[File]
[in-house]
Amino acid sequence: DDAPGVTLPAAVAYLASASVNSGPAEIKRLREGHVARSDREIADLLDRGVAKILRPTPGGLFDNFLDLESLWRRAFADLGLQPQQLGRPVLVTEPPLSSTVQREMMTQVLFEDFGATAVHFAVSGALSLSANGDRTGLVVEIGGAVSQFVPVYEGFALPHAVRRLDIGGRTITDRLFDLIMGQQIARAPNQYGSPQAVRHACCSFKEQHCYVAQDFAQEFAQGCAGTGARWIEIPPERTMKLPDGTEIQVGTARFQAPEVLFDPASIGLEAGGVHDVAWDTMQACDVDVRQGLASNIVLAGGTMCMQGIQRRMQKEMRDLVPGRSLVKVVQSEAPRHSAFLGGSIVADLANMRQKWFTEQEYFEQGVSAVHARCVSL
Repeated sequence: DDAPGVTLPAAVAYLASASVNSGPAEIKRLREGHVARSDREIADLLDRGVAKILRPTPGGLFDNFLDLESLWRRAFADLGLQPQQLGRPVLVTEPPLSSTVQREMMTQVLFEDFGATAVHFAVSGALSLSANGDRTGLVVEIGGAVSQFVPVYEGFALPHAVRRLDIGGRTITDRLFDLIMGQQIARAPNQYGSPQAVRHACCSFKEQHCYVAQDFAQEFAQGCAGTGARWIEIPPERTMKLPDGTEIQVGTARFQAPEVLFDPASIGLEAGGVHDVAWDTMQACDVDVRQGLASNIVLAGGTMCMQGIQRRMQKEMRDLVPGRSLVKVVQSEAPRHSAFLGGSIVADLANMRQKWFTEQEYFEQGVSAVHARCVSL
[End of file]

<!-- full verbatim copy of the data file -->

[in-house]
Amino acid sequence: DDAPGVTLPAAVAYLASASVNSGPAEIKRLREGHVARSDREIADLLDRGVAKILRPTPGGLFDNFLDLESLWRRAFADLGLQPQQLGRPVLVTEPPLSSTVQREMMTQVLFEDFGATAVHFAVSGALSLSANGDRTGLVVEIGGAVSQFVPVYEGFALPHAVRRLDIGGRTITDRLFDLIMGQQIARAPNQYGSPQAVRHACCSFKEQHCYVAQDFAQEFAQGCAGTGARWIEIPPERTMKLPDGTEIQVGTARFQAPEVLFDPASIGLEAGGVHDVAWDTMQACDVDVRQGLASNIVLAGGTMCMQGIQRRMQKEMRDLVPGRSLVKVVQSEAPRHSAFLGGSIVADLANMRQKWFTEQEYFEQGVSAVHARCVSL
Repeated sequence: DDAPGVTLPAAVAYLASASVNSGPAEIKRLREGHVARSDREIADLLDRGVAKILRPTPGGLFDNFLDLESLWRRAFADLGLQPQQLGRPVLVTEPPLSSTVQREMMTQVLFEDFGATAVHFAVSGALSLSANGDRTGLVVEIGGAVSQFVPVYEGFALPHAVRRLDIGGRTITDRLFDLIMGQQIARAPNQYGSPQAVRHACCSFKEQHCYVAQDFAQEFAQGCAGTGARWIEIPPERTMKLPDGTEIQVGTARFQAPEVLFDPASIGLEAGGVHDVAWDTMQACDVDVRQGLASNIVLAGGTMCMQGIQRRMQKEMRDLVPGRSLVKVVQSEAPRHSAFLGGSIVADLANMRQKWFTEQEYFEQGVSAVHARCVSL